More than 1,000 people arrested during protests in Panama | News

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Panamanian security forces have arrested more than 1,000 people as part of protests against the controversial mining contract in Panama.


The protests have been going on for about three weeks since they began, the different acts that the protesters have committed, the National Police of Panama has arrested 1,061 people, including 134 minors.

According to the Ministry of Public Security, the defendants were arrested for “vandalism, property damage, other crimes and administrative offenses.”

They also detailed that 40 members of the security forces were injured during the demonstrations.

"Five for physical attacks, 28 for blunt objects and seven with firearms, of which there are two hospitalized and 19 incapacitated," they detailed in the statement.

Damage due to vandalism was also recorded in at least 63 commercial premises, 19 government facilities and five police stations.

Some 66 vehicles, 34 of them police vehicles, were damaged by the actions of the protesters.

These street movements have delayed the supply chain in the country, since protesters have decided to cut off traffic on different road arteries in the Central American country.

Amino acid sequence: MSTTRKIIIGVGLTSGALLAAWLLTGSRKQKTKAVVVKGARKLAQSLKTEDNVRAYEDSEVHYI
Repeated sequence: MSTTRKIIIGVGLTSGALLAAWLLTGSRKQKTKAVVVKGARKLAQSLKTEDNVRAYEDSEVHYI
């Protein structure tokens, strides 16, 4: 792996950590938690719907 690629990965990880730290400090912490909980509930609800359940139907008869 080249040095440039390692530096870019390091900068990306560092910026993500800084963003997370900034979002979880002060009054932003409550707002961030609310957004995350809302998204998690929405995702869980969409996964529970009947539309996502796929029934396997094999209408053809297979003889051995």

In some cases, it was reported that protesters were charging for vaccines for vehicular traffic.

These actions have even delayed the health system; according to the Ministry of Health of Panama, 21,595 medical appointments, of all specialties, in the country have not been attended to.

The protests, uninterrupted since last October 23, included massive demonstrations by young people who criticized, above all, the environmental impact of mining exploitation and the broad concessions on national sovereignty to the company, for which they demanded the repeal of the law that allows said contract.

Let us remember that President Laurentino Cortizo ratified the Law 406 contract between the State and Minera Panamá, a subsidiary of the Canadian company First Quantum Minerals (FQM), which allows the exploitation of the largest open pit copper mine in Central America.

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